Aitken Aitken Cohn is Investigating the Orange County Wildfires
May 17, 2022
The Orange County injury attorneys at Aitken Aitken Cohn are closely monitoring claims connected to the Coastal Fire that started May 11, 2022, in a brush near Aliso Woods Canyon, which then spread to the gated community in Laguna Niguel. The Orange County Register reported the fire prompted the evacuation of some nearby homes and a luxury resort and golf course. Recent reports estimate that the fire destroyed more than 20 homes and damaged eleven other properties.
Unlike previous fires typically driven by the Santa Ana winds, the Coastal Fire was driven by the state’s prolonged drought, which continues to worry fire officials. According to Drought.gov, drought conditions contribute to wildfires, as dry, hot, and windy weather combined with dried-out vegetation can increase the probability of large-scale wildfires.
What We Know
While the investigation of the Coastal Fire is currently underway, Southern California Edison (SCE) issued a brief incident report “out of an abundance of caution,” saying, “Our information reflects circuit activity occurring close in time to the reported time of the fire. Our investigation is ongoing.” SCE’s electrical equipment has previously been blamed for igniting some of the state’s most destructive wildfires.
In December 2021, SoCal Edison was fined more than $550 million for their role in sparking the Thomas, Woolsey, Rye, Meyers, and Liberty fires. The Thomas fire erupted in December 2017, burning nearly 282,000 acres and destroying more than 1,000 structures across Ventura and Santa Barbara counties. It was previously considered the state’s largest wildfire in history.
The Woolsey Fire was a destructive wildfire that first ignited in November 2018 and spread throughout Los Angeles and Ventura County. According to Cal Fire, nearly 97,000 acres were burned by the Woolsey fire, damaging more than 1,500 structures. In December 2018, 170 homeowners and businesses whose properties were damaged or destroyed by the fire filed mass tort lawsuits against SCE over their part in starting the fire. In October 2019, Southern California Edison admitted that its equipment was responsible for igniting the wildfire and issued a settlement for agencies affected.
What Homeowners Should Know
The California Department of Insurance offers some tips to homeowners who have suffered fire damage and are looking to file a claim:
- Before the immediate threat of fire danger, homeowners should understand their insurance policies and ensure adequate coverage for extensive property damage. Make sure you obtain a complete report of your policy for your records.
- If your home has already sustained fire damage, it’s essential to file a home insurance claim as quickly as possible. The sooner you file a claim, the quicker the recovery process will begin.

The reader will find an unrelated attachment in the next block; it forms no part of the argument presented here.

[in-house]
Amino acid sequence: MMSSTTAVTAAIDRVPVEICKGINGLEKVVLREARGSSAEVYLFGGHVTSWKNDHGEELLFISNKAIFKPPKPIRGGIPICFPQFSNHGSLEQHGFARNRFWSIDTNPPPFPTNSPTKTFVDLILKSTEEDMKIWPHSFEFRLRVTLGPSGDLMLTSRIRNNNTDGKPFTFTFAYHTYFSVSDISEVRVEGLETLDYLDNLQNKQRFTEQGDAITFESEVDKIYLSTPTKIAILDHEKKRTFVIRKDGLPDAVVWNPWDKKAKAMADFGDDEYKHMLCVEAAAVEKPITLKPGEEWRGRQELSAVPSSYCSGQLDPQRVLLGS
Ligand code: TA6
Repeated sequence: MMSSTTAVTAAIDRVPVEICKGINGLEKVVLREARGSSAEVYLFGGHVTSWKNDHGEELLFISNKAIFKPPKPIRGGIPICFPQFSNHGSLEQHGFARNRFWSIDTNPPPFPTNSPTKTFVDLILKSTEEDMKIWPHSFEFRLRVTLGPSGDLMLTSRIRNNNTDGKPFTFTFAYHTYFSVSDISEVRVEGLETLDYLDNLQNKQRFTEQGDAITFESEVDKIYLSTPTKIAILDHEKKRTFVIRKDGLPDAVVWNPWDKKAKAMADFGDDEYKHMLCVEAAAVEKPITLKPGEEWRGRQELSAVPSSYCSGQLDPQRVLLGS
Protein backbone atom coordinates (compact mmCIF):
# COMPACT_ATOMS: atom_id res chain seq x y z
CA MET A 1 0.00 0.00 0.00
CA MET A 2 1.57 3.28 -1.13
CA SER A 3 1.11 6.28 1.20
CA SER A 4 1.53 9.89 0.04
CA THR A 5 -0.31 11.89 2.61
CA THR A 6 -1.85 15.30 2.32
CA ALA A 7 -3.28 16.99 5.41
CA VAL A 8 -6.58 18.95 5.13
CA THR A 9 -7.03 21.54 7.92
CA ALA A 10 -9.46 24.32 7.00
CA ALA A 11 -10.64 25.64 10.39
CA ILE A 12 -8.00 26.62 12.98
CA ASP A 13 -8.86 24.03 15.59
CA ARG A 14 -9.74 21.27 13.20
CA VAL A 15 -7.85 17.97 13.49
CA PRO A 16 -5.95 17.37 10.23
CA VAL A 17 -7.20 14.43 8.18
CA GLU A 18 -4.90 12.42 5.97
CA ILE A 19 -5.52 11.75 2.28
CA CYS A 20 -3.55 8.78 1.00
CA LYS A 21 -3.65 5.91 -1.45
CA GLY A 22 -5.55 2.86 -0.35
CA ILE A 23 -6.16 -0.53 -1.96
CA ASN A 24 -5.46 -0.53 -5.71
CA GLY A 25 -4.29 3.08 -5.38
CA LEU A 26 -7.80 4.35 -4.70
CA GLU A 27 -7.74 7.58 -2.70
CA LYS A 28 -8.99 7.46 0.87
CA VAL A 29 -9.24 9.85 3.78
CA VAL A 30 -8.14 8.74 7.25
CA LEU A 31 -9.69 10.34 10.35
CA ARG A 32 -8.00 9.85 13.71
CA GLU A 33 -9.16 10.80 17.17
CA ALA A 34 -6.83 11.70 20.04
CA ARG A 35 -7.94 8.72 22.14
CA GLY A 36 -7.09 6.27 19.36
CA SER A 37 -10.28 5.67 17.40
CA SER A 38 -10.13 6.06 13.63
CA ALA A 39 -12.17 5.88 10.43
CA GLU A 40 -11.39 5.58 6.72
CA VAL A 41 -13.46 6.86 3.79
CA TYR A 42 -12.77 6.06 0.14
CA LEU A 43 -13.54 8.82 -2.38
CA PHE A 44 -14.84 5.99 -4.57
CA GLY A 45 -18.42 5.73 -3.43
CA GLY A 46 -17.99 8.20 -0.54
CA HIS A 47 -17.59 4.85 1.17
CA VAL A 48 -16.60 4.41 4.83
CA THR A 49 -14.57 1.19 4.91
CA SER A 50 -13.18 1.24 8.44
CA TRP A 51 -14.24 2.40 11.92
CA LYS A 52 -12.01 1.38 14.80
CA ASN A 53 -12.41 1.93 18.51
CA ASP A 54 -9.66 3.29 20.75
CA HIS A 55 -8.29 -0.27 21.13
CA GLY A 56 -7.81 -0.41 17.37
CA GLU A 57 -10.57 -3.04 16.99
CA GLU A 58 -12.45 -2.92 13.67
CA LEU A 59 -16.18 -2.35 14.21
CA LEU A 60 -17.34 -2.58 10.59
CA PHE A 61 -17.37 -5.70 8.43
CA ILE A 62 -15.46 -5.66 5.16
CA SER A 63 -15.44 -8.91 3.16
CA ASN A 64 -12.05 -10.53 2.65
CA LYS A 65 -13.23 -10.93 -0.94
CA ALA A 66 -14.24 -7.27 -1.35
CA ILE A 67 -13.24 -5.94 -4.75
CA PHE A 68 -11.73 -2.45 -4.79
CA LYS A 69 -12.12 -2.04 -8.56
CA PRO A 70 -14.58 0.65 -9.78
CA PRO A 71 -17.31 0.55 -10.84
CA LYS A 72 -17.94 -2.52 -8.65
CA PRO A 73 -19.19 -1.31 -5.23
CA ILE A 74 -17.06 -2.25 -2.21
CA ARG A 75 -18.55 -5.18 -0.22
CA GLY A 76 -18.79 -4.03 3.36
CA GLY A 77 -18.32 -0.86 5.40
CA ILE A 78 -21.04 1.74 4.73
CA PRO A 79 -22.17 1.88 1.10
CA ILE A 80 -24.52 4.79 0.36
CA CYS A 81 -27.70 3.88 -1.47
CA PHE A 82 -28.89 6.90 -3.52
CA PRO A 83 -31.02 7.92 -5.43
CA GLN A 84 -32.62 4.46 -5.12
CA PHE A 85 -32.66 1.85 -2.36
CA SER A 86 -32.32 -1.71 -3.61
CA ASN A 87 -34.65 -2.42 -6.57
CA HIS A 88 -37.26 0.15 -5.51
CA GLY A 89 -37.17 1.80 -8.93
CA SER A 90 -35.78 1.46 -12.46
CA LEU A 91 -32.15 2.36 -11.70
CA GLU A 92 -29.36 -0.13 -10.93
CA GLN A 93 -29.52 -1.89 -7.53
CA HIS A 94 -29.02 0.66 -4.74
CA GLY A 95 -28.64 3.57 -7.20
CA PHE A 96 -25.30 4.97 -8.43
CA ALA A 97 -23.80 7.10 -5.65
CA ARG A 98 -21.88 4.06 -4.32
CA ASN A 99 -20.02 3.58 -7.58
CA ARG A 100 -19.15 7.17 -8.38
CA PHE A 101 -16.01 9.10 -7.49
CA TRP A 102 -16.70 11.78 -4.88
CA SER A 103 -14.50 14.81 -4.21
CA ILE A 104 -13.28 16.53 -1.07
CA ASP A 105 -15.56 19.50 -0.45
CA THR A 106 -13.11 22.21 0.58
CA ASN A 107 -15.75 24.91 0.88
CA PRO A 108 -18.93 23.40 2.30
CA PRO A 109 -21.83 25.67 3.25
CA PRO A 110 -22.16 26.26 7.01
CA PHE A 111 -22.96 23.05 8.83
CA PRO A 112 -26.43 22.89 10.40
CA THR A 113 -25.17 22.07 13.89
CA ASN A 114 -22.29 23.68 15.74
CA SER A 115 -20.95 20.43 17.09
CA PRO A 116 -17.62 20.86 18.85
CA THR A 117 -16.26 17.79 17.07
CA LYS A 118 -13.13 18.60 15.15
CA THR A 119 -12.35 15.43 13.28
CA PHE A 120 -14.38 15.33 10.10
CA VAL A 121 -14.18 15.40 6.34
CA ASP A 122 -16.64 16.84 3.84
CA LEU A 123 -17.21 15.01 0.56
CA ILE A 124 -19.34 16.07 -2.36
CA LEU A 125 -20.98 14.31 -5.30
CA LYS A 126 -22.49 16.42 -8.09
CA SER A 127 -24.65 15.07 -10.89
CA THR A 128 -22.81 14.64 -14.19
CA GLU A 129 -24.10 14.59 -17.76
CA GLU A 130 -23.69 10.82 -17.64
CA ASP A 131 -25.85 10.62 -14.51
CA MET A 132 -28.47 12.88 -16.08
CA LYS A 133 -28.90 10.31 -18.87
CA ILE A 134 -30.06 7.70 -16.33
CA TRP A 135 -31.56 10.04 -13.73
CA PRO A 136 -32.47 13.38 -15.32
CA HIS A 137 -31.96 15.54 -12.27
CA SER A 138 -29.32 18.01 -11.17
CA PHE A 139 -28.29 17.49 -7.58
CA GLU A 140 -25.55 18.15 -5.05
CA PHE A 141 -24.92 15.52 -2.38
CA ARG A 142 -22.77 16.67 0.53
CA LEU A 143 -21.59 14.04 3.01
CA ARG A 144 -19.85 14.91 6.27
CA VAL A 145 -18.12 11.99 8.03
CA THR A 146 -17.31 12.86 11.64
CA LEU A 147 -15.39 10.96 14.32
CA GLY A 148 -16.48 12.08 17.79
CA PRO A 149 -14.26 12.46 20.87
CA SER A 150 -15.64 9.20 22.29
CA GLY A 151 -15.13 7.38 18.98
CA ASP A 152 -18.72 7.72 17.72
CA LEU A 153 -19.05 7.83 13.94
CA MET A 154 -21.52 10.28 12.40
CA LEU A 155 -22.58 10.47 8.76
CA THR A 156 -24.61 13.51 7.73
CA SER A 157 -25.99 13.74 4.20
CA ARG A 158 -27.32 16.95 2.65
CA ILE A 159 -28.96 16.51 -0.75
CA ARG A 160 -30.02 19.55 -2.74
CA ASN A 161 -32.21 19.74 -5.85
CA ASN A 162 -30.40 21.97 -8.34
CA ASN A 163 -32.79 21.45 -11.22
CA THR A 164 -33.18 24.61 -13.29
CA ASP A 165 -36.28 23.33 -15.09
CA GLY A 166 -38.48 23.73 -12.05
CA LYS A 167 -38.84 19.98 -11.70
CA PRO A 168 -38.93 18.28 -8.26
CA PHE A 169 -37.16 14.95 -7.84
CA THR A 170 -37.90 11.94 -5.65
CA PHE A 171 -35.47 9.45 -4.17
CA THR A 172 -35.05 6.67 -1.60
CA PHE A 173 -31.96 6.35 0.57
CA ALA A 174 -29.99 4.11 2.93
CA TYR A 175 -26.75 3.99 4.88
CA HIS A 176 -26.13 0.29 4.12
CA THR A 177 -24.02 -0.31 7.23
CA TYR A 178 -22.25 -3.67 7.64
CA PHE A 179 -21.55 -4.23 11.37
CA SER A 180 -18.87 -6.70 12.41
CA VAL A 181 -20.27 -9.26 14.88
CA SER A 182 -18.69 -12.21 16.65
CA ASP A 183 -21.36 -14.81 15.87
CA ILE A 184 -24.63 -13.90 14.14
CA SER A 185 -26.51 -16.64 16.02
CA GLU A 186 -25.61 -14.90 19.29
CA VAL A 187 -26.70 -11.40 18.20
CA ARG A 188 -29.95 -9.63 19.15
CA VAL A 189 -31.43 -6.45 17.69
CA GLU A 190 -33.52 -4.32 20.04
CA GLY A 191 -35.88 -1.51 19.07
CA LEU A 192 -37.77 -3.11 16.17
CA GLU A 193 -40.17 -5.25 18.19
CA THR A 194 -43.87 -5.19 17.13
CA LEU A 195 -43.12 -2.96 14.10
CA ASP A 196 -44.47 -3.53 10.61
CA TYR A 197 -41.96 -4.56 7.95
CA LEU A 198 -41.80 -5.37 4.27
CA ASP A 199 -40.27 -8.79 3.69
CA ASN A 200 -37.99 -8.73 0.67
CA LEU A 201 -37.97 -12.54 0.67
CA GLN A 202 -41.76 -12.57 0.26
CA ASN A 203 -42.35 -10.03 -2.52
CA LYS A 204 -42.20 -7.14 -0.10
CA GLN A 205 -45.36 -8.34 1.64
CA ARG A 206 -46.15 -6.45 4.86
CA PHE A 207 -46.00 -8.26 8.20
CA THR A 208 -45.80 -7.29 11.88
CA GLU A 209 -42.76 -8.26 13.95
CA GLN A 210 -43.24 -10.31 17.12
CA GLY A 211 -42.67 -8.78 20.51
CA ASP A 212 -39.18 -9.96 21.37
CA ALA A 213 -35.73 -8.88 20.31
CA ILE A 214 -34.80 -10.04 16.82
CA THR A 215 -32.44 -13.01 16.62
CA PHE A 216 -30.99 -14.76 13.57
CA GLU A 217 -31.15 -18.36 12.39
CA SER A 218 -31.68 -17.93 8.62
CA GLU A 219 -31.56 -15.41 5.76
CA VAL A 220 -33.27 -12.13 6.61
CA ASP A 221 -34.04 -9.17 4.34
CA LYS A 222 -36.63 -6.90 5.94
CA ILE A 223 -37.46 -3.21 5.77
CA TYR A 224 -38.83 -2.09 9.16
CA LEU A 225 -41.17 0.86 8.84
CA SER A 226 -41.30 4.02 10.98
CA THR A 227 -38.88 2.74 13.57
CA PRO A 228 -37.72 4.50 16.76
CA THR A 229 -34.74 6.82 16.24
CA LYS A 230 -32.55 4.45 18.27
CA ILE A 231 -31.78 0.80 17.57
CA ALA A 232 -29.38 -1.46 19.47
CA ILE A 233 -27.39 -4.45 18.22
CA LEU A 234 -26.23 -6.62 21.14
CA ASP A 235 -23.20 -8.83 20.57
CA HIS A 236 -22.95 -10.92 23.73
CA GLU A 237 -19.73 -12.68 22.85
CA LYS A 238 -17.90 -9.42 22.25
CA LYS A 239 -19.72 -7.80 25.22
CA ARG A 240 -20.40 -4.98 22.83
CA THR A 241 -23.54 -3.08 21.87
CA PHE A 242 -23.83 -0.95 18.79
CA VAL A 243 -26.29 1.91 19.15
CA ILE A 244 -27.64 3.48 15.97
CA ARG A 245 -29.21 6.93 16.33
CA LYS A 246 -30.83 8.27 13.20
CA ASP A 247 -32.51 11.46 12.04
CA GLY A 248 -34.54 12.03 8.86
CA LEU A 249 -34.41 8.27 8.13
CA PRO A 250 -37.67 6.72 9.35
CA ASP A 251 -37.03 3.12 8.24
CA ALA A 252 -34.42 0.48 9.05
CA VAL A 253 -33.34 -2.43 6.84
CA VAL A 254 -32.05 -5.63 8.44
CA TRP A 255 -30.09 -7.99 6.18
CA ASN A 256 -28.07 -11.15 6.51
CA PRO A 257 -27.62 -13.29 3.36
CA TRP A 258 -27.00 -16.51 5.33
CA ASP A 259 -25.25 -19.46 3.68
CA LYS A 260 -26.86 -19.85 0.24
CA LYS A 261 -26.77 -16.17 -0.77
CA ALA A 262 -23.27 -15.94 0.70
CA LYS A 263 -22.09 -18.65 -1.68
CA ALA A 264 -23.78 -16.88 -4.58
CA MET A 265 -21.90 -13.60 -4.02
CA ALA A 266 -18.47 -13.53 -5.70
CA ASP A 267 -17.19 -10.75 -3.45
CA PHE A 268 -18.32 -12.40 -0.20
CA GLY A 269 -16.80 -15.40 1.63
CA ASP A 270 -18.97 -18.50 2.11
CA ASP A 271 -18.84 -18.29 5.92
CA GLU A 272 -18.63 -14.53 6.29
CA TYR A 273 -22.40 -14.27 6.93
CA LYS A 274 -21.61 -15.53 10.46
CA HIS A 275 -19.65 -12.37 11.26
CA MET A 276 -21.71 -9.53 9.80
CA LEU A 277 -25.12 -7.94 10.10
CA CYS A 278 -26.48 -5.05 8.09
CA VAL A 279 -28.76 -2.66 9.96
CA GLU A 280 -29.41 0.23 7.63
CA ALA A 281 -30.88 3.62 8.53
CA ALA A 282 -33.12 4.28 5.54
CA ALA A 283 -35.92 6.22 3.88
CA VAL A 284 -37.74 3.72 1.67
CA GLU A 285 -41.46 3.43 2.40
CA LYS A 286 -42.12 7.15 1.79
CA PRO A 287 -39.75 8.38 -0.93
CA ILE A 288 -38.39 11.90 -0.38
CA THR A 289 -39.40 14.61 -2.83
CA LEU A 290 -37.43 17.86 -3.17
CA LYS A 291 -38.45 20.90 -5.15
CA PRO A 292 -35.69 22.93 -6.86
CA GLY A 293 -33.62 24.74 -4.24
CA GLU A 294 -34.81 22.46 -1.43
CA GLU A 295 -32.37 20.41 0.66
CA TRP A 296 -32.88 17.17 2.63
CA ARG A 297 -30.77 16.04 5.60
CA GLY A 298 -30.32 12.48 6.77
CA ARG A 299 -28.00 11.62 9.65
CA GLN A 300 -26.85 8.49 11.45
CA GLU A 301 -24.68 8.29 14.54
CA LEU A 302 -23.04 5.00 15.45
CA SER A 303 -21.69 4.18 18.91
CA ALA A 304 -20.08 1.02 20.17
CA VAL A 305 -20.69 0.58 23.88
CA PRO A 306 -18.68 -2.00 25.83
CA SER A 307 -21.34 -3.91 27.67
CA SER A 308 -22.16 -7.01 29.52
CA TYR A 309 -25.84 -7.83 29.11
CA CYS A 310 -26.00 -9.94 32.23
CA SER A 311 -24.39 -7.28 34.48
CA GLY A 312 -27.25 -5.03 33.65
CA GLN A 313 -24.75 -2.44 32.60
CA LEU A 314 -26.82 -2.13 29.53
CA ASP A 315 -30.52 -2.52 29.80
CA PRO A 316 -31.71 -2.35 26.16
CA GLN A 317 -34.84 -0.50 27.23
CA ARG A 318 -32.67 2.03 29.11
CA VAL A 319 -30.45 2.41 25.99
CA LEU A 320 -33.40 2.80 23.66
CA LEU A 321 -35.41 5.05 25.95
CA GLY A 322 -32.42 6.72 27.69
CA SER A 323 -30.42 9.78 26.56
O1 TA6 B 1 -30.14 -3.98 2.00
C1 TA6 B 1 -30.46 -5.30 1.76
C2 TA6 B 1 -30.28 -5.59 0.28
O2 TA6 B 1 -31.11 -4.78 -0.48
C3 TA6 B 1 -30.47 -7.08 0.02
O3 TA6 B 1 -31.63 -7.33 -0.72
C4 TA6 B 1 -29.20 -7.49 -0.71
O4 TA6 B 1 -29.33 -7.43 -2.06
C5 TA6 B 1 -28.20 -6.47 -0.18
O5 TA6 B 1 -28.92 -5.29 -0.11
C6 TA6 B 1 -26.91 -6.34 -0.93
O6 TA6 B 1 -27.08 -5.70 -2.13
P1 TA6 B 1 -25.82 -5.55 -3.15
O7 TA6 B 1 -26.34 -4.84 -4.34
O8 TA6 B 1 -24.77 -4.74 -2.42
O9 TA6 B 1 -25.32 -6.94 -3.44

- If your home is uninhabitable due to fire damage, take note of your Additional Living Expenses limits, which will help pay for hotels, restaurants, and other expenses. Make sure to track all your expenses.
- Document all your conversations with your insurer/adjuster about your claim and policy limitations in a dedicated “claim diary.” If your adjuster says something is excluded, limited, or subject to certain conditions, ask the adjuster to point out the specific provision in your policy being cited.
- If your home experiences smoke and ash damage, you’ll want to ensure your property and possessions get correctly inspected, tested, and documented. Take pictures of all visible damage and if you’re suffering from any health problems, go to your doctor.
- If your insurance company cancels your coverage, you may qualify for the California Fair Access to Insurance Requirements Plan (FAIR), which offers basic fire coverage to homeowners who lost their property insurance because of wildfires.
Aitken Aitken Cohn’s Litigation Experience
Aitken Aitken Cohn has an extensive background handling major cases involving Southern California Edison. The Aitken trial team has previously secured a confidential settlement against the utility company in a wrongful death case involving the electrocution deaths of three family members caused by down SCE power lines. In the settlement, SCE admitted to violating the Public Utilities Code and claimed their electrical poles and power lines in and around the area had been poorly constructed and inadequately maintained per their standards. Our firm also represented the family of a man who was electrocuted in Cabazon after approaching a vehicle that had crashed into an SCE utility pole.
Our firm also has a longstanding background in handling Insurance Bad Faith cases. Insurance bad faith, also known as “insurance fraud,” is used to describe the mistreatment of consumers and businesses by insurance carriers. Unfortunately, it is a common occurrence in Orange County. Wylie Aitken previously secured a $17 million verdict on behalf of two homeowners who claimed their insurance company failed to properly investigate the loss after filing a claim following a house fire that damaged 80% of their home and personal property.